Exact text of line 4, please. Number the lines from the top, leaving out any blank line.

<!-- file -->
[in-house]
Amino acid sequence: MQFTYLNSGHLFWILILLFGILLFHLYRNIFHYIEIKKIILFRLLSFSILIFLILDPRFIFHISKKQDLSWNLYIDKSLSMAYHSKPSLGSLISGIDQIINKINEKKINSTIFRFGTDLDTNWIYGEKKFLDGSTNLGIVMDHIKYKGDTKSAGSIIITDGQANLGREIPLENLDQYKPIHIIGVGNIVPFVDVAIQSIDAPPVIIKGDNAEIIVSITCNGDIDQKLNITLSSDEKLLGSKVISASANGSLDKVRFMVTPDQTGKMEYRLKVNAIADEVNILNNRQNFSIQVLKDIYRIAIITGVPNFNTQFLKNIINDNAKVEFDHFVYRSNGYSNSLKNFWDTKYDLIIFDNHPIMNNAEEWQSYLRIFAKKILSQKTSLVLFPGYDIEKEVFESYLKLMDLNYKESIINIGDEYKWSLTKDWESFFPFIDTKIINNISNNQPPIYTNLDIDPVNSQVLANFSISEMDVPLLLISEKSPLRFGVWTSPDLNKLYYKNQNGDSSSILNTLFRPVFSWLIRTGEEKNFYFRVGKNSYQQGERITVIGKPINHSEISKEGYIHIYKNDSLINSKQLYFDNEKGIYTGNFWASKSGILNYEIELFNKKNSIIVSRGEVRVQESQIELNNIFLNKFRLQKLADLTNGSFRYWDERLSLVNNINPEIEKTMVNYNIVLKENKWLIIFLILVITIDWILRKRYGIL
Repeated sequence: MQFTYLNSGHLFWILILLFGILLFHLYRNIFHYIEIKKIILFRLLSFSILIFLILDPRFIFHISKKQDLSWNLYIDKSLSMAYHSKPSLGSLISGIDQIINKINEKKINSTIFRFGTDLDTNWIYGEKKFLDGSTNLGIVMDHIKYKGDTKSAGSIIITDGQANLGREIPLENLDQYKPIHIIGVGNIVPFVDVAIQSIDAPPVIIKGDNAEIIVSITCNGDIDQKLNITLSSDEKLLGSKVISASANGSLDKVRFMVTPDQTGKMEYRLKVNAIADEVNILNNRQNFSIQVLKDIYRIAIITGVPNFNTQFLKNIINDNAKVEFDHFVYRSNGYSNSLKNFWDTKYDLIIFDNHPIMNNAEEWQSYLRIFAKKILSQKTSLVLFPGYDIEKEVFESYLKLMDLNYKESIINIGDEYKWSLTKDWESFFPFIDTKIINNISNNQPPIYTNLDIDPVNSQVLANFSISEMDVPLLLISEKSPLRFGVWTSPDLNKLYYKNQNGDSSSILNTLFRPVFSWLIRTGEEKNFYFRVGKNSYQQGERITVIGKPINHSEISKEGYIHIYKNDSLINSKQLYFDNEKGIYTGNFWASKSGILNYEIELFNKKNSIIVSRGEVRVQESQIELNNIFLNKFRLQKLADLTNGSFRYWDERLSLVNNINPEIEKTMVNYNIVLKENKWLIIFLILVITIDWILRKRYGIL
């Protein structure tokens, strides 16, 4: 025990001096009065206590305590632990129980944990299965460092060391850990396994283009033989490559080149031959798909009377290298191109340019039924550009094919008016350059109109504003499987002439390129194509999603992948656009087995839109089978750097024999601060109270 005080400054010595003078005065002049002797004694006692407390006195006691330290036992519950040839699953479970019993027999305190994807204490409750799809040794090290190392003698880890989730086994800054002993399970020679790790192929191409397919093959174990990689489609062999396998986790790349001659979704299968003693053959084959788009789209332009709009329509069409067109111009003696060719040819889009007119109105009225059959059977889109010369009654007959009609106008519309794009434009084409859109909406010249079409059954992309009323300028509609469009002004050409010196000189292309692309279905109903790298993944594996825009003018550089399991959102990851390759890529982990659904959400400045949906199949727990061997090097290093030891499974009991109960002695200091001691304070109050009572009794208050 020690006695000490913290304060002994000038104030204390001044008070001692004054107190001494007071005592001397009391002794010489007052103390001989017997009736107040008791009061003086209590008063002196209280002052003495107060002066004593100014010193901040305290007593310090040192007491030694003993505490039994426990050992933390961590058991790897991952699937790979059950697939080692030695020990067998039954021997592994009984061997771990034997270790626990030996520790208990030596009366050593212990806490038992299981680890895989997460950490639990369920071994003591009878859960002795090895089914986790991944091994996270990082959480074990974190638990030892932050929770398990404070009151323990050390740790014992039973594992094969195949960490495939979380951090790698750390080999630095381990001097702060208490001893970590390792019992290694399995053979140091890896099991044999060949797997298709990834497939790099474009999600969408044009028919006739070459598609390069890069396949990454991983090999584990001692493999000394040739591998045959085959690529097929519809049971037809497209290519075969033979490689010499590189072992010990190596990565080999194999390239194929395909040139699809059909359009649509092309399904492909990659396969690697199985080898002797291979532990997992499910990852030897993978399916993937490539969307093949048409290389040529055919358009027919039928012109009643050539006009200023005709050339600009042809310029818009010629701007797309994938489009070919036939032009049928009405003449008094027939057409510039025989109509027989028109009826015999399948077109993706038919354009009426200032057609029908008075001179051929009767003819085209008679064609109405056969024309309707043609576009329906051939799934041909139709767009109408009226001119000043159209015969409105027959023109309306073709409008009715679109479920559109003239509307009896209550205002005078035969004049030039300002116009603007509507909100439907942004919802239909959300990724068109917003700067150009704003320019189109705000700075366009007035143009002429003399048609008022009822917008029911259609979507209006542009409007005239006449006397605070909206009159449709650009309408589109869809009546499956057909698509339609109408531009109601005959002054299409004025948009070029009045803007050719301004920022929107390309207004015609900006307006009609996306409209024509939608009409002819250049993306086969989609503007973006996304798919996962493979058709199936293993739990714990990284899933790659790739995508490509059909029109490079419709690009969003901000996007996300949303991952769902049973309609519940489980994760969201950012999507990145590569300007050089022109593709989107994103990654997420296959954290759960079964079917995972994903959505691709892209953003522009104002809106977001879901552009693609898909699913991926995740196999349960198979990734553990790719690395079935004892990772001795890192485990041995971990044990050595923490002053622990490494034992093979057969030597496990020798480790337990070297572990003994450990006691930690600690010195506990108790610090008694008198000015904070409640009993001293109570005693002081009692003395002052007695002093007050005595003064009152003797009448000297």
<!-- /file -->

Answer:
């Protein structure tokens, strides 16, 4: 025990001096009065206590305590632990129980944990299965460092060391850990396994283009033989490559080149031959798909009377290298191109340019039924550009094919008016350059109109504003499987002439390129194509999603992948656009087995839109089978750097024999601060109270 005080400054010595003078005065002049002797004694006692407390006195006691330290036992519950040839699953479970019993027999305190994807204490409750799809040794090290190392003698880890989730086994800054002993399970020679790790192929191409397919093959174990990689489609062999396998986790790349001659979704299968003693053959084959788009789209332009709009329509069409067109111009003696060719040819889009007119109105009225059959059977889109010369009654007959009609106008519309794009434009084409859109909406010249079409059954992309009323300028509609469009002004050409010196000189292309692309279905109903790298993944594996825009003018550089399991959102990851390759890529982990659904959400400045949906199949727990061997090097290093030891499974009991109960002695200091001691304070109050009572009794208050 020690006695000490913290304060002994000038104030204390001044008070001692004054107190001494007071005592001397009391002794010489007052103390001989017997009736107040008791009061003086209590008063002196209280002052003495107060002066004593100014010193901040305290007593310090040192007491030694003993505490039994426990050992933390961590058991790897991952699937790979059950697939080692030695020990067998039954021997592994009984061997771990034997270790626990030996520790208990030596009366050593212990806490038992299981680890895989997460950490639990369920071994003591009878859960002795090895089914986790991944091994996270990082959480074990974190638990030892932050929770398990404070009151323990050390740790014992039973594992094969195949960490495939979380951090790698750390080999630095381990001097702060208490001893970590390792019992290694399995053979140091890896099991044999060949797997298709990834497939790099474009999600969408044009028919006739070459598609390069890069396949990454991983090999584990001692493999000394040739591998045959085959690529097929519809049971037809497209290519075969033979490689010499590189072992010990190596990565080999194999390239194929395909040139699809059909359009649509092309399904492909990659396969690697199985080898002797291979532990997992499910990852030897993978399916993937490539969307093949048409290389040529055919358009027919039928012109009643050539006009200023005709050339600009042809310029818009010629701007797309994938489009070919036939032009049928009405003449008094027939057409510039025989109509027989028109009826015999399948077109993706038919354009009426200032057609029908008075001179051929009767003819085209008679064609109405056969024309309707043609576009329906051939799934041909139709767009109408009226001119000043159209015969409105027959023109309306073709409008009715679109479920559109003239509307009896209550205002005078035969004049030039300002116009603007509507909100439907942004919802239909959300990724068109917003700067150009704003320019189109705000700075366009007035143009002429003399048609008022009822917008029911259609979507209006542009409007005239006449006397605070909206009159449709650009309408589109869809009546499956057909698509339609109408531009109601005959002054299409004025948009070029009045803007050719301004920022929107390309207004015609900006307006009609996306409209024509939608009409002819250049993306086969989609503007973006996304798919996962493979058709199936293993739990714990990284899933790659790739995508490509059909029109490079419709690009969003901000996007996300949303991952769902049973309609519940489980994760969201950012999507990145590569300007050089022109593709989107994103990654997420296959954290759960079964079917995972994903959505691709892209953003522009104002809106977001879901552009693609898909699913991926995740196999349960198979990734553990790719690395079935004892990772001795890192485990041995971990044990050595923490002053622990490494034992093979057969030597496990020798480790337990070297572990003994450990006691930690600690010195506990108790610090008694008198000015904070409640009993001293109570005693002081009692003395002052007695002093007050005595003064009152003797009448000297």